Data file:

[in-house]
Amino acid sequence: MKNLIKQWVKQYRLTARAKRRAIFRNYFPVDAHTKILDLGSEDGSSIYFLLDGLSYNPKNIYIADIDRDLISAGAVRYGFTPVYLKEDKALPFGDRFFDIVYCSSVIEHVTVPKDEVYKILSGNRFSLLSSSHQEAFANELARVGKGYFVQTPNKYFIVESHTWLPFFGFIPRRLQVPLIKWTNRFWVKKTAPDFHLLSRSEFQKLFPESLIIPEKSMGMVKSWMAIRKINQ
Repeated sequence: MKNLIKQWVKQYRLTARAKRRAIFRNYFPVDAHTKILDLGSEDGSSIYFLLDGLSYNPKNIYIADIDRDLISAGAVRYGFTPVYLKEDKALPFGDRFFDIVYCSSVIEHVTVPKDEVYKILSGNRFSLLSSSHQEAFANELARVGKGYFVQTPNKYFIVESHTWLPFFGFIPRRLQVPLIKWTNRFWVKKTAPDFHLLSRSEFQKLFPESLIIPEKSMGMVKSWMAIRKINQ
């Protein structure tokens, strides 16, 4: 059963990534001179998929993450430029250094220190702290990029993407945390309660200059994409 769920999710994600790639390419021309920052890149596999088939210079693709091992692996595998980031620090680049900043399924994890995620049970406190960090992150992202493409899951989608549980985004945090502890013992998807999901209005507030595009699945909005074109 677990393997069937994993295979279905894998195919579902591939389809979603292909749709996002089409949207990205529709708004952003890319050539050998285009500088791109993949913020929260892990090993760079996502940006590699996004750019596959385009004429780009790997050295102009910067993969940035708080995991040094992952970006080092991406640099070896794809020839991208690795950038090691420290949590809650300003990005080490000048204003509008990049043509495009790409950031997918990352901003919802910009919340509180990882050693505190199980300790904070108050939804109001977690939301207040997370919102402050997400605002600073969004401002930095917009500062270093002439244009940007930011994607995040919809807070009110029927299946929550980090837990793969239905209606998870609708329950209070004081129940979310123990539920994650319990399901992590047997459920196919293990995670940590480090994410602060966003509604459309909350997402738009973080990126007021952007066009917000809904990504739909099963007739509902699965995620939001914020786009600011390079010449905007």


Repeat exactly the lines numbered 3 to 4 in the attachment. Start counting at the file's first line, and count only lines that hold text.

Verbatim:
Repeated sequence: MKNLIKQWVKQYRLTARAKRRAIFRNYFPVDAHTKILDLGSEDGSSIYFLLDGLSYNPKNIYIADIDRDLISAGAVRYGFTPVYLKEDKALPFGDRFFDIVYCSSVIEHVTVPKDEVYKILSGNRFSLLSSSHQEAFANELARVGKGYFVQTPNKYFIVESHTWLPFFGFIPRRLQVPLIKWTNRFWVKKTAPDFHLLSRSEFQKLFPESLIIPEKSMGMVKSWMAIRKINQ
């Protein structure tokens, strides 16, 4: 059963990534001179998929993450430029250094220190702290990029993407945390309660200059994409 769920999710994600790639390419021309920052890149596999088939210079693709091992692996595998980031620090680049900043399924994890995620049970406190960090992150992202493409899951989608549980985004945090502890013992998807999901209005507030595009699945909005074109 677990393997069937994993295979279905894998195919579902591939389809979603292909749709996002089409949207990205529709708004952003890319050539050998285009500088791109993949913020929260892990090993760079996502940006590699996004750019596959385009004429780009790997050295102009910067993969940035708080995991040094992952970006080092991406640099070896794809020839991208690795950038090691420290949590809650300003990005080490000048204003509008990049043509495009790409950031997918990352901003919802910009919340509180990882050693505190199980300790904070108050939804109001977690939301207040997370919102402050997400605002600073969004401002930095917009500062270093002439244009940007930011994607995040919809807070009110029927299946929550980090837990793969239905209606998870609708329950209070004081129940979310123990539920994650319990399901992590047997459920196919293990995670940590480090994410602060966003509604459309909350997402738009973080990126007021952007066009917000809904990504739909099963007739509902699965995620939001914020786009600011390079010449905007």